There aren't many tears shed over a murder that takes place in a Croation village during the 1991-1995 war for independence. The victim is not Croation, and lives in a large house paid for via war profiteering. An army unit comprised mostly of local soldiers is in town, so there's no shortage of people who could have committed the crime. It also means that nobody is particularly willing to help; the investigating detective, Babir (Drazen Kuhn), is berated when he asks questions of neighbors - what does it matter who killed one Serbian? And, truth be told, he's distracted; his wife lies in a coma, shrapnel lodged in her brain. The only person who seems to actually be interested in solving the case is a pretty reporter (Alma Prica), who notices that a man alone likely would not have had chocolate-coated cereal as his last meal.
Read the rest at HBS
Thursday, February 24, 2005
Wednesday, February 02, 2005
So, this throws a monkey-wrench into the "Franchise Friday" overview I was going to write for HBS this week, doesn't it? I think I'll still write it, because I am sort of uncomfortable with the homogeneity and lack of cool ideas in the four sci-fi shows that air that night, but there will have to be some more analysis of what led to this.
Personally, I think you can't redefine a franchise as often as Star Trek has in the past four years without shedding many more fans than you pick up. Enterprise was a tough sell in the first place, with a lot of fans saying "the past" (relative to Jean-Luc Picard, I guess) had no interesting stories to tell. For the first two years, they lurched between standard Trek fare with a nifty design sense and a frighteningly ill-conceived "temporal cold war" story arc. Then, for the third season, they went with the nearly-as-bad Xindi story. Then, finally, this season they packed the Xindi and TCW away and went with telling prequel stories to classic Original Series stuff.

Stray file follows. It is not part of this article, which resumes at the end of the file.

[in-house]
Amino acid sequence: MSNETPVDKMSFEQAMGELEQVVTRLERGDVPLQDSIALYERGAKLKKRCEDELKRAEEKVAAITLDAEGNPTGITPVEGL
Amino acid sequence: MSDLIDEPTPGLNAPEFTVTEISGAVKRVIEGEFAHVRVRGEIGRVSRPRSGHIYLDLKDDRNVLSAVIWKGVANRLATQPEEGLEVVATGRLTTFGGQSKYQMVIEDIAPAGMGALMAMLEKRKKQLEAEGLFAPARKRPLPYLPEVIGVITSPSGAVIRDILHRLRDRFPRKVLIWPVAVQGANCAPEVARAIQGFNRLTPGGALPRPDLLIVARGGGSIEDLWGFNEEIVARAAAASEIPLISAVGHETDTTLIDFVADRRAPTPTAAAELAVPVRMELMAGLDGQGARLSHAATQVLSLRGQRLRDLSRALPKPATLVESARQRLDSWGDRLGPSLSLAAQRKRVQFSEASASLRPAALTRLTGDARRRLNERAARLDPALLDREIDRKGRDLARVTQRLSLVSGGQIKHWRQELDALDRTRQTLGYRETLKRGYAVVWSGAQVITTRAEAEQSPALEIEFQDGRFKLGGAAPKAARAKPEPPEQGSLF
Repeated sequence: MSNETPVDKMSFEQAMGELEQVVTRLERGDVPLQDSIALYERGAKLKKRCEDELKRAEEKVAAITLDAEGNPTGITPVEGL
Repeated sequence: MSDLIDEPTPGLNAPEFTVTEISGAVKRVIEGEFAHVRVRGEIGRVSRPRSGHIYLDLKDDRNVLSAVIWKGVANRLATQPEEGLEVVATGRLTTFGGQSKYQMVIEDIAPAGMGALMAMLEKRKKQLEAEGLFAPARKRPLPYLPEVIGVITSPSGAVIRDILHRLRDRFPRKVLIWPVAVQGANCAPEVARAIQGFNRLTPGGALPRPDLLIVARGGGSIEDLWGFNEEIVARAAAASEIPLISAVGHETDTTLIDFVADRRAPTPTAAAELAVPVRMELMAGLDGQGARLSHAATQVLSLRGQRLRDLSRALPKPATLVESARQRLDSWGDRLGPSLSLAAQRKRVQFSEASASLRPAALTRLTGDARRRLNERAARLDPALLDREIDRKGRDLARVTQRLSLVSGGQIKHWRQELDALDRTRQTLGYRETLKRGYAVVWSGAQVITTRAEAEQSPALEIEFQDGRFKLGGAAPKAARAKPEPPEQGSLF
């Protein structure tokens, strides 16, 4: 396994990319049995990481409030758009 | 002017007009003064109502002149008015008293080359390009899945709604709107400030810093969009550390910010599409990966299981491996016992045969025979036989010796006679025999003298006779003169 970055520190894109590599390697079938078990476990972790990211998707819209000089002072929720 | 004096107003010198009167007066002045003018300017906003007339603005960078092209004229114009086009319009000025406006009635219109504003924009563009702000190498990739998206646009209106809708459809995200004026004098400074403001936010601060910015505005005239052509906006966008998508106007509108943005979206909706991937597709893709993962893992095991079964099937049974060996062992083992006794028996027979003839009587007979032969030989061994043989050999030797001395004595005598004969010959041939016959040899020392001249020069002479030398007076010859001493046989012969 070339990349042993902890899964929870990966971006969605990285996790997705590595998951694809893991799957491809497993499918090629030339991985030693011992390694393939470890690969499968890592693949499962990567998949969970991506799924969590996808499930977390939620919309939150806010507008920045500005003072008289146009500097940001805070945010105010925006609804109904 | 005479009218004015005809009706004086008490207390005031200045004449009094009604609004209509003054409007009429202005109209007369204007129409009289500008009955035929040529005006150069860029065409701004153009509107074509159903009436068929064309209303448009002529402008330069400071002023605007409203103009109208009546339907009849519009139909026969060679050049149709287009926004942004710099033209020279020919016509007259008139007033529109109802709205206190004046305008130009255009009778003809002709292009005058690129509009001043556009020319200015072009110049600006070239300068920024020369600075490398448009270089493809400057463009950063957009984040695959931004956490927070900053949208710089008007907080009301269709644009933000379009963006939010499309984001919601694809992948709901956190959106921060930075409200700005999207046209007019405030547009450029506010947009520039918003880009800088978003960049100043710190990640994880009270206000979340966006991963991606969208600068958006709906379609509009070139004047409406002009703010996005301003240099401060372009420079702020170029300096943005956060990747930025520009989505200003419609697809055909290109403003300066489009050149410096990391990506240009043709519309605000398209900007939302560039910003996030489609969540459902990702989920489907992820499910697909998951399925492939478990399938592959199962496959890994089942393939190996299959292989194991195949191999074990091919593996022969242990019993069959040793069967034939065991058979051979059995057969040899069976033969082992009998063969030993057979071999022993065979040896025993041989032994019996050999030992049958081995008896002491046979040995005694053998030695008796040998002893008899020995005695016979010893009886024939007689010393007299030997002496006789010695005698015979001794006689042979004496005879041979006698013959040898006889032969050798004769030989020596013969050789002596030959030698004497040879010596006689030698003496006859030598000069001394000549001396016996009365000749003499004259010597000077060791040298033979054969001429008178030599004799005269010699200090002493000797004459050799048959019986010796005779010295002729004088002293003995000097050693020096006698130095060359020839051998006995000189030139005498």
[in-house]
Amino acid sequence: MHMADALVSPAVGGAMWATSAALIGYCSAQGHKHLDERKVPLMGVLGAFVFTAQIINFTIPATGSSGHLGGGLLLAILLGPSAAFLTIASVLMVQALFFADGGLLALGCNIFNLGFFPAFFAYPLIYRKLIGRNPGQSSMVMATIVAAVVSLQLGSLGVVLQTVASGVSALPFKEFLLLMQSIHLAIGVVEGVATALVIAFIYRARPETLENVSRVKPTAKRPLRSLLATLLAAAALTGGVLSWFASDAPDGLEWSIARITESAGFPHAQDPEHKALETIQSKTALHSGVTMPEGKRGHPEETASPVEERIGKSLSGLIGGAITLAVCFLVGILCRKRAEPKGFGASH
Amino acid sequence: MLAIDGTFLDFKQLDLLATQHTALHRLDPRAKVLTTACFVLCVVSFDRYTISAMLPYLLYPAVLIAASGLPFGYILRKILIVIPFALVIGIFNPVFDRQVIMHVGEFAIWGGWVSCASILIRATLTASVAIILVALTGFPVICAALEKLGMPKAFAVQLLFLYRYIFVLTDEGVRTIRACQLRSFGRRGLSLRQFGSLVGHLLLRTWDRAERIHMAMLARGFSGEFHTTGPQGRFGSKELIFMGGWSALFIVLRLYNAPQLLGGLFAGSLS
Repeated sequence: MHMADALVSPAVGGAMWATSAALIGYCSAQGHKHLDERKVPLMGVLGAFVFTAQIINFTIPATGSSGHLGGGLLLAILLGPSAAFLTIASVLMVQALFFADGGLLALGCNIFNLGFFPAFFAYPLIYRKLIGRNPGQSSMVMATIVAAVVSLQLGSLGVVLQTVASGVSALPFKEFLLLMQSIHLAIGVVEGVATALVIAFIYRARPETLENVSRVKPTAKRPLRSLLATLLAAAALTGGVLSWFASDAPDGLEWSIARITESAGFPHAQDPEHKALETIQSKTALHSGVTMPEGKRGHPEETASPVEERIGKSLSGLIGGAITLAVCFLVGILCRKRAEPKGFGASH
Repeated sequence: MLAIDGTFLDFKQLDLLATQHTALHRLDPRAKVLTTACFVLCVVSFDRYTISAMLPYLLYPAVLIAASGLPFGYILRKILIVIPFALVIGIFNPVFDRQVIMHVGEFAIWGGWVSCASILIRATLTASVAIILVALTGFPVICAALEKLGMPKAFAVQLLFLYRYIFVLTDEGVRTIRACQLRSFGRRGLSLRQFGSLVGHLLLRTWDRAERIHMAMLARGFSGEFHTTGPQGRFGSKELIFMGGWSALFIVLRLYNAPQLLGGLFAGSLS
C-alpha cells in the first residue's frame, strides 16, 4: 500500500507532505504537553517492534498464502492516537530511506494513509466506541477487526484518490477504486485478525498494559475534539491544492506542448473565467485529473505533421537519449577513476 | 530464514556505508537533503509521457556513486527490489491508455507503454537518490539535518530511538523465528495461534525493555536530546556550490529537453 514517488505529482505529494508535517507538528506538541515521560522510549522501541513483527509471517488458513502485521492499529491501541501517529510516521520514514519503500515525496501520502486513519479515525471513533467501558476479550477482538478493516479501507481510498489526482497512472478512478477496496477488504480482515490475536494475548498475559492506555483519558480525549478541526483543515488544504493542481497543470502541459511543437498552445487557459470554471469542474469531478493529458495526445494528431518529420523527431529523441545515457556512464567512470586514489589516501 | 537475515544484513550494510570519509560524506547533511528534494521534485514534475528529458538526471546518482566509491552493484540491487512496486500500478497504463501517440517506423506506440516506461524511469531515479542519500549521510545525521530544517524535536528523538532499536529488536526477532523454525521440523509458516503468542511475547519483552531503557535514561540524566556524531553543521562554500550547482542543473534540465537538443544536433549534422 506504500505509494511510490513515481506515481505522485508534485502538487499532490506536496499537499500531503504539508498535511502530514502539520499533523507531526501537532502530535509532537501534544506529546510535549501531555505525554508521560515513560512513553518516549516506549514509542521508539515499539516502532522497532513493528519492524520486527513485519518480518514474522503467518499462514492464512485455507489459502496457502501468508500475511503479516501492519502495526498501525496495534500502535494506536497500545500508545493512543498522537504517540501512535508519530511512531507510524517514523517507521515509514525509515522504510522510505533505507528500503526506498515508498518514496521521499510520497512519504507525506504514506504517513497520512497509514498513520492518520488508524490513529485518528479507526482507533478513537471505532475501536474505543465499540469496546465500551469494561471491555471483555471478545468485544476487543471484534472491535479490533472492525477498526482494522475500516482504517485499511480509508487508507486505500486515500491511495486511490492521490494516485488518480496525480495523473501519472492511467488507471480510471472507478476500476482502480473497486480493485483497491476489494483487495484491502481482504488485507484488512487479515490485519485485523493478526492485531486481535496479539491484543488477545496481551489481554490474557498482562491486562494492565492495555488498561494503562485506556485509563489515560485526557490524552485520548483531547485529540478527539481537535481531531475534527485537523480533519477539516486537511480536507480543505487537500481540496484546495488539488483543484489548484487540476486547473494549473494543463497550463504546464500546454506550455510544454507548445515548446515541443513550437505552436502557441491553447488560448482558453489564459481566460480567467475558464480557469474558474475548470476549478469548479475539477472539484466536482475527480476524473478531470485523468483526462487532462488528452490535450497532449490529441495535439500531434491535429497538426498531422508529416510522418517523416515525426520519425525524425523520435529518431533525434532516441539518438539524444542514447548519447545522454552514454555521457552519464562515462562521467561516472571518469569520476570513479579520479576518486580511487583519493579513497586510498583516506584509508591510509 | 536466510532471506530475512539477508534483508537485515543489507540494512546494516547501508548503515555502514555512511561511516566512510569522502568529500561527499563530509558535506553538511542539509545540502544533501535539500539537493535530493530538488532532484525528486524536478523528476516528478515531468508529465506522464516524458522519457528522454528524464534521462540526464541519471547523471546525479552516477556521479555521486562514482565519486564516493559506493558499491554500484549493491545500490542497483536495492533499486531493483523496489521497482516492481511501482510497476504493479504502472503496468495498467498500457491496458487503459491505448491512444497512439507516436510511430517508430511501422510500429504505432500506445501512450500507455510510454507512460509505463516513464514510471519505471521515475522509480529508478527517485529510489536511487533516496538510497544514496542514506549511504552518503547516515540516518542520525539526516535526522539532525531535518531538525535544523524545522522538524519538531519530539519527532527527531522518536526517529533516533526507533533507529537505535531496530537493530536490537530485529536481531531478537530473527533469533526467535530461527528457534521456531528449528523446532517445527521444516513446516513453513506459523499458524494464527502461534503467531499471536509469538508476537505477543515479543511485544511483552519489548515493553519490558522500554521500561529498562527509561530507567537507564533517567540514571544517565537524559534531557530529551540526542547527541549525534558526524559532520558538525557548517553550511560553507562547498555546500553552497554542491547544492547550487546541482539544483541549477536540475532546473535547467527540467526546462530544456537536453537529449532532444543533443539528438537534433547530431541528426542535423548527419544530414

Changing a series's direction is an act of desperation. For all the times it works, there are about a dozen times it simply drives part of the existing audience away and doesn't entice a new audience, because they already know they don't like the pre-change series and either don't know about the new direction or figure it's not new enough. Pull it enough times, and you'll whittle your core audience down to nothing, even if the end result - Enterprise's fourth season - is the strongest Trek to be captured on film/video since the end of Deep Space Nine. For the first time in its run, Enterprise is a show that I'll actually miss now that it's gone.
Granted, all that's been announced is that UPN won't be running Enterprise come September; it could hypothetically show up on Spike or Sci-Fi, but I doubt it. The question now is, how long will Paramount keep Star Trek on ice?
I'm guessing two years, at which point they'll notice that the ancillary merchandise for everything but The Next Generation isn't selling at all now that the show isn't "current" any more. Hopefully, they'll still have Manny Coto's phone number, because he's done great work on Enterprise this year, and deserves a chance to show what he can do without the fanbase burned out on what Rick Bermand and Brannon Braga have made a once-great franchise into.
And as for B&B, good luck finding work. You'll notice the DS9 people have been more or less constantly employed since their show ended, but B&B don't have their good reputation any more. That's what comes of holding on to the goose who lays the golden eggs so long and so tight that you eventually strangle it.